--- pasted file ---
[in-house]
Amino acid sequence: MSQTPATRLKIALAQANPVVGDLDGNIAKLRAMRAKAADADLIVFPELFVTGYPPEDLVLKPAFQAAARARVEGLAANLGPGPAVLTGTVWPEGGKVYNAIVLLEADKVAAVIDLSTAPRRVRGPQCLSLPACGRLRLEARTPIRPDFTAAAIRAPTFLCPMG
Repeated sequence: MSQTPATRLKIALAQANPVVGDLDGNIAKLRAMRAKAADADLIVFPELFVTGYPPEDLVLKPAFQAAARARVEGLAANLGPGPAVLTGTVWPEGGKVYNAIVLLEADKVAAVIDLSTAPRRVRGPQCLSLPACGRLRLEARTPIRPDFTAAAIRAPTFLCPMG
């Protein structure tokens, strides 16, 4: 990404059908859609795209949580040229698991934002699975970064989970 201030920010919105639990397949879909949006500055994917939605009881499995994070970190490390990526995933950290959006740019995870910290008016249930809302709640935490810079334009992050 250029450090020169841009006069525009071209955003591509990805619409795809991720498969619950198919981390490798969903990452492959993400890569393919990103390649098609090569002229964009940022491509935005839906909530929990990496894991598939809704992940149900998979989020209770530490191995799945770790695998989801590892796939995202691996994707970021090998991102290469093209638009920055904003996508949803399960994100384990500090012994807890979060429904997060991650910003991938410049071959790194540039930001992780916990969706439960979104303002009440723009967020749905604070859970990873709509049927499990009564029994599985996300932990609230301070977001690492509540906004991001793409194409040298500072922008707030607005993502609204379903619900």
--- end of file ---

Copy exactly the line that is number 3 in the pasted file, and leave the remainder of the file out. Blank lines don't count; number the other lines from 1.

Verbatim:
Repeated sequence: MSQTPATRLKIALAQANPVVGDLDGNIAKLRAMRAKAADADLIVFPELFVTGYPPEDLVLKPAFQAAARARVEGLAANLGPGPAVLTGTVWPEGGKVYNAIVLLEADKVAAVIDLSTAPRRVRGPQCLSLPACGRLRLEARTPIRPDFTAAAIRAPTFLCPMG